Some thoughts on the situation in Egypt

There is a battle for the control of the Middle East. The US-led camp, which includes Saudi Arabia, Jordan, Israel and Egypt is locked in battle against the Iran-led camp which includes Syria, Hizbullah-led Lebanon, Hamas, and Qatar. A new Egypt, without Mubarak, significantly weakens the US camp, regardless of what type of government emerges in Cairo. The Egyptian capital was, in the words of Aaron David Miller, America’s “first stop” on Mideast trips; the U.S. built its Mideast policy around Mubarak. Now American power in the region is on the wane, and its staunch ally has been deposed. Turkey’s strengthening ties with Iran and Syria is another significant setback for the US camp. Jordan, sensing that it may be on the losing side, has been gradually warming ties with Iran to hedge its bets. And the muddled, rumor-filled Saudi succession battle does not paint the Kingdom as a coherent, rising regional power. The events in Egypt have quickened the processes in the Middle East. Israel, increasingly isolated, is extremely worried about what the Egyptian uprising will mean for its security. It’s hard to be enthusiastic about a democratic uprising in Egypt when that country’s institutions are not perhaps ready for true democracy, and where the Muslim Brotherhood, determined to destroy Israel, will play a significant role in any new government. In the meantime, Iran’s nuclear program continues; Iraq remains fragmented and at the mercy of Iranian designs; and Lebanon has all but fallen into Iran’s orbit.

The ingredients that led to the uprisings in Tunisia and Egypt can also be found in Jordan and Syria, but in the latter countries, successful popular political revolt will be harder to achieve. They are also much smaller countries with smaller populations which are easier to control, whereas Egypt has some 82 million inhabitants. There is less of a financial divide between rich and poor in Jordan, and King Abdullah has already moved to head off protests there. Syria’s President Bashar Assad has removed the ban on Facebook and Youtube in his country, and some might say that he has done so to better track dissidents and social media activists.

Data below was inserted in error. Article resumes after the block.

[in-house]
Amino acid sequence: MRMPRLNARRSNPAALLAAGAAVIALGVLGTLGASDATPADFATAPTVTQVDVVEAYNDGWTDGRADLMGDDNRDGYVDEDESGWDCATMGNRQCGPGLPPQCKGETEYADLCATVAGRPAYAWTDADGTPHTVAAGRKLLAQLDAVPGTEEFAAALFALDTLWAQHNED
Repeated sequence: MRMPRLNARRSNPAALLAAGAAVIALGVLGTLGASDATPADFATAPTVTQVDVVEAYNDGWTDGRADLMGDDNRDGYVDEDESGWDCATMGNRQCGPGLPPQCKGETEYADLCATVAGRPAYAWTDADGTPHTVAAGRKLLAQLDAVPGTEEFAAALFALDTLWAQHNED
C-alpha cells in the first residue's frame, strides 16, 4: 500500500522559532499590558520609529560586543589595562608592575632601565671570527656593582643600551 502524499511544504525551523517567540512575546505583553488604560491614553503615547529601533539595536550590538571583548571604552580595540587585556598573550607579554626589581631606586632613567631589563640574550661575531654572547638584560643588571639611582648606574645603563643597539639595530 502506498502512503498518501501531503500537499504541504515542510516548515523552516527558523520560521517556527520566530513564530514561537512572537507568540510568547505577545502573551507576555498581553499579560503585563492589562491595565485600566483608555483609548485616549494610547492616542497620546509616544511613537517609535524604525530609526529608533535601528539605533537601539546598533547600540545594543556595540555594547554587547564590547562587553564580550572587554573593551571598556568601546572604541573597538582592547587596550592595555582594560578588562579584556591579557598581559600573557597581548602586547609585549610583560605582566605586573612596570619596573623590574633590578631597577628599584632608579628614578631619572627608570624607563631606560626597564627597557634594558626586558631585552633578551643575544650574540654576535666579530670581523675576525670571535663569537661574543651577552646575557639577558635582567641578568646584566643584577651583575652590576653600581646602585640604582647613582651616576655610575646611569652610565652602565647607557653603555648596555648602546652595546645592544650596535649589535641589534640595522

Tectonic changes are slow to see, but when they burst out in the open, they produce huge earthquakes. What we’re seeing in Egypt is one such earthquake, and its ramifications on the region will be immense. It is finally, indisputably correct to say that there is no such thing as a status quo, reality changes all the time, even if you can’t see it on the surface, things are always going on under the surface. Power in the Arab world has shifted from regimes and armies to the populations, and this transformation has been achieved through the advent and spread of social media.

The peace accord between Israel and Egypt is a strategic asset of the highest order for Israel, and the Egyptian army. The former for obvious reasons, and the latter because it does not want a war with Israel, and does not want to do anything to jeopardize its annual US military aid. There has been three decades of peace between Israel and Egypt. This has allowed Israel to recalibrate its military force structure to deal with threats from the north, and to slash its defense budget. While there is no sense in Israel that the Egyptian military will turn on Israel any time soon, it is assumed that any new government will be less cooperative than Mubarak’s regime. Meanwhile, the Egyptian and Israeli militaries are in excellent contact over developments. While the IDF has formulated contingencies for the “day after Mubarak”, there is no serious concern at this moment that Egypt will once again become an ‘enemy state’.